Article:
Academic Entrepreneurship in Instructional Technology

Lindsey, Lee, Curry School of Education, University of Virginia
Bunch, John, Curry School of Education, University of Virginia
Burbach, Harold, Curry School of Education, University of Virginia
Covert, Robert, Curry School of Education, University of Virginia
Kinzie, Mable, Curry School of Education, University of Virginia

Academic entrepreneurship refers to any of several types of entrepreneurial activities conducted by university faculty, students, or employees. The activities it typically describes, however, are either the commercialization of university research via patenting and licensing to existing firms, or new firm formation. Academic entrepreneurship has increased dramatically in the last several decades, particularly in disciplines such as biomedical engineering, computer science, and medicine. Little is understood about academic entrepreneurship in education, however. Key questions include the identity of the entrepreneurs, what sort of products they are creating, the challenges they face, their motivation, their resource requirements, and the role of the university in the entrepreneurial process. This study sought to answer these questions by examining the experience of 5 academic entrepreneurs in instructional technology who had created new firms. Instructional technologies were defined as a product or service with an educational, instructional, or learning goal that used technology to achieve that goal. Findings reveal that academic entrepreneurs in instructional technology tended to be male, both tenured and non-tenured, and active researchers, and they created a variety of types of products for different audiences. They were motivated by having a tangible impact on real-world issues. Although this study did not rigorously examine the personality characteristics of those profiled, the characteristics of proactiveness, entrepreneurial self-efficacy, and tolerance for ambiguity were most apparent among those interviewed. Time was the most critical resource for them, followed by human capital and money. This study found that they key challenges for these entrepreneurs were finding sufficient time to carry out the entrepreneurial endeavor; identifying an appropriate marketing, sales and distribution channel; the adoption of technology by customers and in some cases, the distribution channel; and the learning curve associated with the transition from the academic to the business world. Some but not all of those interviewed created their companies based on university research, and none were directly influenced by the university, or used university-sponsored technology transfer mechanisms. Recommendations are provided for key stakeholders, including universities, providers of capital, and academic entrepreneurs themselves. Several additional implications for future research emerged from this investigation, which are noted. Dedications and Acknowledgements This dissertation is dedicated to my wife, Mindy, whose support throughout this process was essential. She offered many words of encouragement, and a gentle prod or two. I also must thank John Christman, my manager and the Chief Learning Officer at Genworth Financial, for making the completion of my Ph.D. a priority and providing me with the flexibility to pursue it.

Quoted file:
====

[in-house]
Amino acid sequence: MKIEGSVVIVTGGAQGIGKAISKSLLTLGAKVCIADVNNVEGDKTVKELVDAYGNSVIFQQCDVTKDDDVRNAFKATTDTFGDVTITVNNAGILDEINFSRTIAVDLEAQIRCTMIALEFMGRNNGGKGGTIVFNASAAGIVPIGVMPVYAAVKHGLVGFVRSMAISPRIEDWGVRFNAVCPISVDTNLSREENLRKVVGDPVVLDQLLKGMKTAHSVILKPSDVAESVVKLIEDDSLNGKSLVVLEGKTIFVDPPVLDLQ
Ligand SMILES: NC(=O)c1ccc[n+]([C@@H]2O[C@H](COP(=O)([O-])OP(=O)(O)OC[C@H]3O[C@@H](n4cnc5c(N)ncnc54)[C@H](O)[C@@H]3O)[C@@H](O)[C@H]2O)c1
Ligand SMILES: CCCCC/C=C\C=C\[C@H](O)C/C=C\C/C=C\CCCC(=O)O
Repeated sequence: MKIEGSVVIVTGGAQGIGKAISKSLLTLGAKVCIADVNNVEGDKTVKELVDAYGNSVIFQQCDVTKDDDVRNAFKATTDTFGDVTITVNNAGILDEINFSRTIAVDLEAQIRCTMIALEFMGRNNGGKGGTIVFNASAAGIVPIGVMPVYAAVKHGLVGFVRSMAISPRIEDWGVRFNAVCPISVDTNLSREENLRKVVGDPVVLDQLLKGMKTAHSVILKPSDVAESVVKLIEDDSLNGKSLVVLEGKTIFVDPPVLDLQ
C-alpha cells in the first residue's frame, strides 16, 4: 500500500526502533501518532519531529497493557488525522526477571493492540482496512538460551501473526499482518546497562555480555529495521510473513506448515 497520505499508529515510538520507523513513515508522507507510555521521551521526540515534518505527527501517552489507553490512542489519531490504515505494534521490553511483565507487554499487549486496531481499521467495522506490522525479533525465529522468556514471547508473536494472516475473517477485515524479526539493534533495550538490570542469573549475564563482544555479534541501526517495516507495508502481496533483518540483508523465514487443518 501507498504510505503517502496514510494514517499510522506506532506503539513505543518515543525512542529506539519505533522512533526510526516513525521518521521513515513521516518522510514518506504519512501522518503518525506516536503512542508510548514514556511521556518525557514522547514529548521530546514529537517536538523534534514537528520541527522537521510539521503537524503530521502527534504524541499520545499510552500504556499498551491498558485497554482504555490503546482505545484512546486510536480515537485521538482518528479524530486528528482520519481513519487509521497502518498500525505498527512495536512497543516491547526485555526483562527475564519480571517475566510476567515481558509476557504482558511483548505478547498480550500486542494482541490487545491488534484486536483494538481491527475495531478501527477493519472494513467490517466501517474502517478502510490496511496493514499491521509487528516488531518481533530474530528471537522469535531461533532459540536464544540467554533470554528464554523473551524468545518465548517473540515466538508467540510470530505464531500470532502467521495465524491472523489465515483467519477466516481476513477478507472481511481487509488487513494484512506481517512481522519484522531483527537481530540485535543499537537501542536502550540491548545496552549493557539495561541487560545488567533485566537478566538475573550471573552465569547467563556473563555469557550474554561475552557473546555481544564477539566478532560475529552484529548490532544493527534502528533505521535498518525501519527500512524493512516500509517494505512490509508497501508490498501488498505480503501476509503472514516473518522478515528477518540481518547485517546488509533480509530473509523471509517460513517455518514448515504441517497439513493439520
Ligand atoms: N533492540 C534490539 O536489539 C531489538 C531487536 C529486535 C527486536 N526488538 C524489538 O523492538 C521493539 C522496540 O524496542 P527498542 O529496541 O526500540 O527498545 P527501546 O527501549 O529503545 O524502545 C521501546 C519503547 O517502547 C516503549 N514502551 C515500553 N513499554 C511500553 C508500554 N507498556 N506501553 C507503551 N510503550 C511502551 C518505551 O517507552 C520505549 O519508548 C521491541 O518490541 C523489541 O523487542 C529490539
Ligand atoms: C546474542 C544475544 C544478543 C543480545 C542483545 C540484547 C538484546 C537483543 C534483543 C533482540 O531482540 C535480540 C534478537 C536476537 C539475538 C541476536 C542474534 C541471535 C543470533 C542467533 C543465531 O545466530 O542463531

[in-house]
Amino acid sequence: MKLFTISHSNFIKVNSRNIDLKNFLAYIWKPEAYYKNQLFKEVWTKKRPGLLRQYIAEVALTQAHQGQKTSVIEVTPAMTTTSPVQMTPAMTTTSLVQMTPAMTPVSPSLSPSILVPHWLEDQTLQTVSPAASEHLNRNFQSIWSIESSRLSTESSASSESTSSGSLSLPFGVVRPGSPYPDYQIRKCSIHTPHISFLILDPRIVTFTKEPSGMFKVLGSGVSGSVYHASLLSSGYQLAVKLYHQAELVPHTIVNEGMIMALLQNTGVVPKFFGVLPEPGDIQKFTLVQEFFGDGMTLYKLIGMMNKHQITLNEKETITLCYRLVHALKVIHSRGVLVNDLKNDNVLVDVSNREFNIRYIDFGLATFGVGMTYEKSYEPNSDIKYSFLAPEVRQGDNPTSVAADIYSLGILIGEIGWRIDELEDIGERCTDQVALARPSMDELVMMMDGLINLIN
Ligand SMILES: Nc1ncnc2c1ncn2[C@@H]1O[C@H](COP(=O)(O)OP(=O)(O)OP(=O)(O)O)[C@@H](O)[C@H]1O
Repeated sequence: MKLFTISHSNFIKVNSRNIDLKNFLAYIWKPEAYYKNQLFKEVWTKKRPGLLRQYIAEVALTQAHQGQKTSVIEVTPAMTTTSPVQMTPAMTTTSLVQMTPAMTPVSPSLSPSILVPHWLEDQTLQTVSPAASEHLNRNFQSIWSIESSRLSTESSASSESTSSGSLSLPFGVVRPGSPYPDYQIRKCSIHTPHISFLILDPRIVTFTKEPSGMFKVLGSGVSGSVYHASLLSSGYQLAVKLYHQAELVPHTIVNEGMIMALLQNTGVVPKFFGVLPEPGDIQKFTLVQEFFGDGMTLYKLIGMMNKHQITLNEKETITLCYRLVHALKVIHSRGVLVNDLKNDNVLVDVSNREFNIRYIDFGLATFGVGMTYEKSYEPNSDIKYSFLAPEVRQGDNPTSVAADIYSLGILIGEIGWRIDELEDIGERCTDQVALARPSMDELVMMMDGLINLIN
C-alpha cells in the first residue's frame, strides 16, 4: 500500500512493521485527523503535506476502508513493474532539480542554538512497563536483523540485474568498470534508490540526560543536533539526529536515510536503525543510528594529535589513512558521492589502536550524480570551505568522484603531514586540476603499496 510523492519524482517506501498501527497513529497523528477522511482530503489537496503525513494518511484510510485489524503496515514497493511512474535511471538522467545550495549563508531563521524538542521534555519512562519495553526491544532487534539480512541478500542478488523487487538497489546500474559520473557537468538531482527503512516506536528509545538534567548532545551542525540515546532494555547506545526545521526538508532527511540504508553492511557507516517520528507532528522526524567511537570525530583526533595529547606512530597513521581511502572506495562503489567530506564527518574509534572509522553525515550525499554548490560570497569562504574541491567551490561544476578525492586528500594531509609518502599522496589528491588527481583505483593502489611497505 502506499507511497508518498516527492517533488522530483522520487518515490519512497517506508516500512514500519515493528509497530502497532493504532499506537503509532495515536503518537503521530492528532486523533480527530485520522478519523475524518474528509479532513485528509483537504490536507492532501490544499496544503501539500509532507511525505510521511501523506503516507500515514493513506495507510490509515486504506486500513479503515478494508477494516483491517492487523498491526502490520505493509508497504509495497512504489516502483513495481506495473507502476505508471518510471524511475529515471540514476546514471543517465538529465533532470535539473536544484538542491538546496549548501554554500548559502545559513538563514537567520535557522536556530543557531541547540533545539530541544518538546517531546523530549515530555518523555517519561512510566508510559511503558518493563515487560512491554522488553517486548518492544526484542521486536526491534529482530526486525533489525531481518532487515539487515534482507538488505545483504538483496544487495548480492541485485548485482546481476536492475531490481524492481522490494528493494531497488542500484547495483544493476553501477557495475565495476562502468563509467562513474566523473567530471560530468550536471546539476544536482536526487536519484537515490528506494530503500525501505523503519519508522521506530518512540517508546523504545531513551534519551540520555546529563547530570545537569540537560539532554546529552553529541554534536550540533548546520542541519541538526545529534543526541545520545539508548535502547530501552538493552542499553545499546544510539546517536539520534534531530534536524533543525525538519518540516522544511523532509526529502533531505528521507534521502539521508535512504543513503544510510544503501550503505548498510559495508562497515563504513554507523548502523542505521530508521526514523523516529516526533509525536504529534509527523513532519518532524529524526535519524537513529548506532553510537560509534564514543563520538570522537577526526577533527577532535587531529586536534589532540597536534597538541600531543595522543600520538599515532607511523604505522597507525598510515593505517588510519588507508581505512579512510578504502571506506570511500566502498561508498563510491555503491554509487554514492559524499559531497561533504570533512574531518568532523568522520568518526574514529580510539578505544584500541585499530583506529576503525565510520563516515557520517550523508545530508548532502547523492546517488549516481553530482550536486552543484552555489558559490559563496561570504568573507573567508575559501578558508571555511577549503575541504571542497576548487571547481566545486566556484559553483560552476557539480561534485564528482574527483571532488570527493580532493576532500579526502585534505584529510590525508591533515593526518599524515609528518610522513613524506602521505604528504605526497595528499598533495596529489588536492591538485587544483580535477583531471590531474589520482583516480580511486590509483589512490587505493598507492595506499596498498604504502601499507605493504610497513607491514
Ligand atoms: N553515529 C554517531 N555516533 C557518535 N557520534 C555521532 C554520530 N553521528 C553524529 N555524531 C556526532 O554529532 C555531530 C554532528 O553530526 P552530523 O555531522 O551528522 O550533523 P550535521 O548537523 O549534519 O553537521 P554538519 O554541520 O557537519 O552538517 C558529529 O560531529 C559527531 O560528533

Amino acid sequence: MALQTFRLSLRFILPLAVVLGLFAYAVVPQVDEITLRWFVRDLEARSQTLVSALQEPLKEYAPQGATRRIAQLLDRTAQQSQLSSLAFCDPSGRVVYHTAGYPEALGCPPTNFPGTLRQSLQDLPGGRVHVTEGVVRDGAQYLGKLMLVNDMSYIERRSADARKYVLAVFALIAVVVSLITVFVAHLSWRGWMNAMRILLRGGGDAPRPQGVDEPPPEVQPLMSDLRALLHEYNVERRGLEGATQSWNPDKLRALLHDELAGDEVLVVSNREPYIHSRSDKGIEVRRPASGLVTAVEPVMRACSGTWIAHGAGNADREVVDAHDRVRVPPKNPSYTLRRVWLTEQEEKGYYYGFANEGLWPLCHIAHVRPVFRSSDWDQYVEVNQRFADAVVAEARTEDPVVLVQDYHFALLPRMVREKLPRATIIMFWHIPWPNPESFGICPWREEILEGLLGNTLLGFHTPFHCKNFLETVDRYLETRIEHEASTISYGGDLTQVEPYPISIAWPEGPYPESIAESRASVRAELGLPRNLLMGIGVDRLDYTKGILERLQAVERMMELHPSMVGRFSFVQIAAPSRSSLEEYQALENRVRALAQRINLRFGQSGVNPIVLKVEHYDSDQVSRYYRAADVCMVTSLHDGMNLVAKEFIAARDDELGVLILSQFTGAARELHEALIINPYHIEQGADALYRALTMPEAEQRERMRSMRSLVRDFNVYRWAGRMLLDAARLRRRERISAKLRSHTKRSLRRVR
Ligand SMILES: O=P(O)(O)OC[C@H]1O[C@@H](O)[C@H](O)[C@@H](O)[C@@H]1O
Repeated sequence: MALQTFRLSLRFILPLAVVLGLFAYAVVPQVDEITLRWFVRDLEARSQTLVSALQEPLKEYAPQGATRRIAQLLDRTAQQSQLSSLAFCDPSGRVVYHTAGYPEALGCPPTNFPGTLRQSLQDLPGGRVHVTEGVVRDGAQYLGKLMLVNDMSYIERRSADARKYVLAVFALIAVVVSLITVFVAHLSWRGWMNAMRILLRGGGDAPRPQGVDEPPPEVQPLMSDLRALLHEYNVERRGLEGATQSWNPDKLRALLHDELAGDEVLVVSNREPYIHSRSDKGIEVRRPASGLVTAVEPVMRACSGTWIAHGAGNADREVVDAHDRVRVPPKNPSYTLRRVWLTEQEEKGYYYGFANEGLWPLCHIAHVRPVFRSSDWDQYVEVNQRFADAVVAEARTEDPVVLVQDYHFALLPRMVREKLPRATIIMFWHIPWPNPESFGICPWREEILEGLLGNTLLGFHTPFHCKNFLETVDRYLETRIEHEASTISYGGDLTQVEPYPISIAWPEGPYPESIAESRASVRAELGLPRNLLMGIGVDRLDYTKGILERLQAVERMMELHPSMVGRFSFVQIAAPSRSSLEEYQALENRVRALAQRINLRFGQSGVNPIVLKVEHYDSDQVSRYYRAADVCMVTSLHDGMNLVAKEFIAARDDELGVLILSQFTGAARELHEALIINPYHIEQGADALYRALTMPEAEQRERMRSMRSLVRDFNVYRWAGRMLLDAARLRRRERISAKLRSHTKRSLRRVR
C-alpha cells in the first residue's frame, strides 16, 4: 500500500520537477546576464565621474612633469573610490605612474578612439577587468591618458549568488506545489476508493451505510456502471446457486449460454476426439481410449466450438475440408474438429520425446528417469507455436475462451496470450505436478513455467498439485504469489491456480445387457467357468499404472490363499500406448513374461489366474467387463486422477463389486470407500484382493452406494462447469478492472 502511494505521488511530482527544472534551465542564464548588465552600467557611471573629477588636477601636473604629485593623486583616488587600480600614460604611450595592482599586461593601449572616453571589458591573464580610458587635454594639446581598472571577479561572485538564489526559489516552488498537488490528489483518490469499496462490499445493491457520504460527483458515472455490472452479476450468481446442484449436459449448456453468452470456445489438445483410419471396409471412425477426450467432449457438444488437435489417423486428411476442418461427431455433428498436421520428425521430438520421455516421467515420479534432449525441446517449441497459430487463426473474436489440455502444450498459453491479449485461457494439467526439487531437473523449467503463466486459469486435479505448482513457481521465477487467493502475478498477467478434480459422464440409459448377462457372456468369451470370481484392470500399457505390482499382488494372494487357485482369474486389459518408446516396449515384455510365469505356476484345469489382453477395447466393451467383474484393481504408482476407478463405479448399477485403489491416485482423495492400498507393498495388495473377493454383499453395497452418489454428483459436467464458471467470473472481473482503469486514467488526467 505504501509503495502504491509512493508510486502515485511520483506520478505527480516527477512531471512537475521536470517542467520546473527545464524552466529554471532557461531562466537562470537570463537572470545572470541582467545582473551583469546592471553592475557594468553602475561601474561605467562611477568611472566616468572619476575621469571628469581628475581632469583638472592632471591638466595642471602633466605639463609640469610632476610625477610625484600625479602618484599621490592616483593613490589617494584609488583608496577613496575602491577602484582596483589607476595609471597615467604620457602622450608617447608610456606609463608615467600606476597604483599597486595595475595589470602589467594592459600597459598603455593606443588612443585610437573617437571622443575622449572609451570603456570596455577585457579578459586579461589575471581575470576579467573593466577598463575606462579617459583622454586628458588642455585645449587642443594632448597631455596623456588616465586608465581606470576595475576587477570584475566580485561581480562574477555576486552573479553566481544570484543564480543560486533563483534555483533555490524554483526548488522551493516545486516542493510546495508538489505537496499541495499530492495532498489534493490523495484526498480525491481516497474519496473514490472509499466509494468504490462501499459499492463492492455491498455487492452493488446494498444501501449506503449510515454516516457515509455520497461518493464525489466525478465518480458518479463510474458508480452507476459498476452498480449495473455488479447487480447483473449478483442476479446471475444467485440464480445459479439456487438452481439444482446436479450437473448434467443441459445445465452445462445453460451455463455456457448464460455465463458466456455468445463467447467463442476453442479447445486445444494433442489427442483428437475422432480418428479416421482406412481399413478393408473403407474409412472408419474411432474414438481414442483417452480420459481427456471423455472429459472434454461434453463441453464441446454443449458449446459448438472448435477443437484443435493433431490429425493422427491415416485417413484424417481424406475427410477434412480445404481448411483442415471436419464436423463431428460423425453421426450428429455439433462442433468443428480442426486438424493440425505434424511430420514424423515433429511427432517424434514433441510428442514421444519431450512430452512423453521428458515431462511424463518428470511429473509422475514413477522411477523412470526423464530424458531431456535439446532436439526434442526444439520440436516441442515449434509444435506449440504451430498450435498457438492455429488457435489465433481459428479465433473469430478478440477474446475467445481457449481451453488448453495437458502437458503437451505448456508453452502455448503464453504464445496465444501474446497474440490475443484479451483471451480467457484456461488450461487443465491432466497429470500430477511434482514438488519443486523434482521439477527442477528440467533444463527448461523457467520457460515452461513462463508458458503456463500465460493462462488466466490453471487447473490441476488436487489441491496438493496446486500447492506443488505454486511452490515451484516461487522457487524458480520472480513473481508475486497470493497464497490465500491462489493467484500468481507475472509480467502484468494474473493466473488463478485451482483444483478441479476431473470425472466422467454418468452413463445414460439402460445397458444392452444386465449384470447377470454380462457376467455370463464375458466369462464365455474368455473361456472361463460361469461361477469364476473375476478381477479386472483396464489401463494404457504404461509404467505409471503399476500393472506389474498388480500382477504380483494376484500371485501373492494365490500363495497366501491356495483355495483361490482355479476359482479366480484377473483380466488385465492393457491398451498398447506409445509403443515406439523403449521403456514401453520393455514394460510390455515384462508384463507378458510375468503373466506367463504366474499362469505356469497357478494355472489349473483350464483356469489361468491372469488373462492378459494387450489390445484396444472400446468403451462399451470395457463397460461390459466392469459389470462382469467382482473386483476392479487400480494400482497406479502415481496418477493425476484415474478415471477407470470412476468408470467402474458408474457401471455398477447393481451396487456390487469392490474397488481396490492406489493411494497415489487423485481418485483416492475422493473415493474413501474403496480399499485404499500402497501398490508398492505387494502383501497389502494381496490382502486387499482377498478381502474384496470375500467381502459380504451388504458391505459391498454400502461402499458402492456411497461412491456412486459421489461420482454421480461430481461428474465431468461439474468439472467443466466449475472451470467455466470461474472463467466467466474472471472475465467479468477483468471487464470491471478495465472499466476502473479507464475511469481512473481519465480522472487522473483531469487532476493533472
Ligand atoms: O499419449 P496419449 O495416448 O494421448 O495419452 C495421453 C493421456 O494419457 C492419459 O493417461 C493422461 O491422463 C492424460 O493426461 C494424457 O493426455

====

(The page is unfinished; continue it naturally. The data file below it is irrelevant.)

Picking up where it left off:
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PHD (Doctor of Philosophy)
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